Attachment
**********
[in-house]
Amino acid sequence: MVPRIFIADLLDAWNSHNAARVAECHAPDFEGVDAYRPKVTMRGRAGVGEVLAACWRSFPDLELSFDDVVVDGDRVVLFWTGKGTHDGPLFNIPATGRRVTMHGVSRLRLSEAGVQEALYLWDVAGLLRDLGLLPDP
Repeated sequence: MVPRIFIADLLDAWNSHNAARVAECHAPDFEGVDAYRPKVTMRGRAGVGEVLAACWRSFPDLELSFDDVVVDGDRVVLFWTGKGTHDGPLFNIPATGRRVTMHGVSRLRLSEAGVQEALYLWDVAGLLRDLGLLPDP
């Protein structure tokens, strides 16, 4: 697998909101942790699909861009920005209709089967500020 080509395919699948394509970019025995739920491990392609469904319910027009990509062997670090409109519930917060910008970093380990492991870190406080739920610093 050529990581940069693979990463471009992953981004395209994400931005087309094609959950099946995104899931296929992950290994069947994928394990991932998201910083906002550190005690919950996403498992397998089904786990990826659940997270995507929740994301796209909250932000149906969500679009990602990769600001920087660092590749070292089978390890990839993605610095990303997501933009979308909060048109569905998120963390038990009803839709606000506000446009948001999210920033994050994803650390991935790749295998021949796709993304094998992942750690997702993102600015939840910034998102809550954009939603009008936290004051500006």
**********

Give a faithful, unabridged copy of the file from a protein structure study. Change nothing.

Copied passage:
[in-house]
Amino acid sequence: MVPRIFIADLLDAWNSHNAARVAECHAPDFEGVDAYRPKVTMRGRAGVGEVLAACWRSFPDLELSFDDVVVDGDRVVLFWTGKGTHDGPLFNIPATGRRVTMHGVSRLRLSEAGVQEALYLWDVAGLLRDLGLLPDP
Repeated sequence: MVPRIFIADLLDAWNSHNAARVAECHAPDFEGVDAYRPKVTMRGRAGVGEVLAACWRSFPDLELSFDDVVVDGDRVVLFWTGKGTHDGPLFNIPATGRRVTMHGVSRLRLSEAGVQEALYLWDVAGLLRDLGLLPDP
């Protein structure tokens, strides 16, 4: 697998909101942790699909861009920005209709089967500020 080509395919699948394509970019025995739920491990392609469904319910027009990509062997670090409109519930917060910008970093380990492991870190406080739920610093 050529990581940069693979990463471009992953981004395209994400931005087309094609959950099946995104899931296929992950290994069947994928394990991932998201910083906002550190005690919950996403498992397998089904786990990826659940997270995507929740994301796209909250932000149906969500679009990602990769600001920087660092590749070292089978390890990839993605610095990303997501933009979308909060048109569905998120963390038990009803839709606000506000446009948001999210920033994050994803650390991935790749295998021949796709993304094998992942750690997702993102600015939840910034998102809550954009939603009008936290004051500006």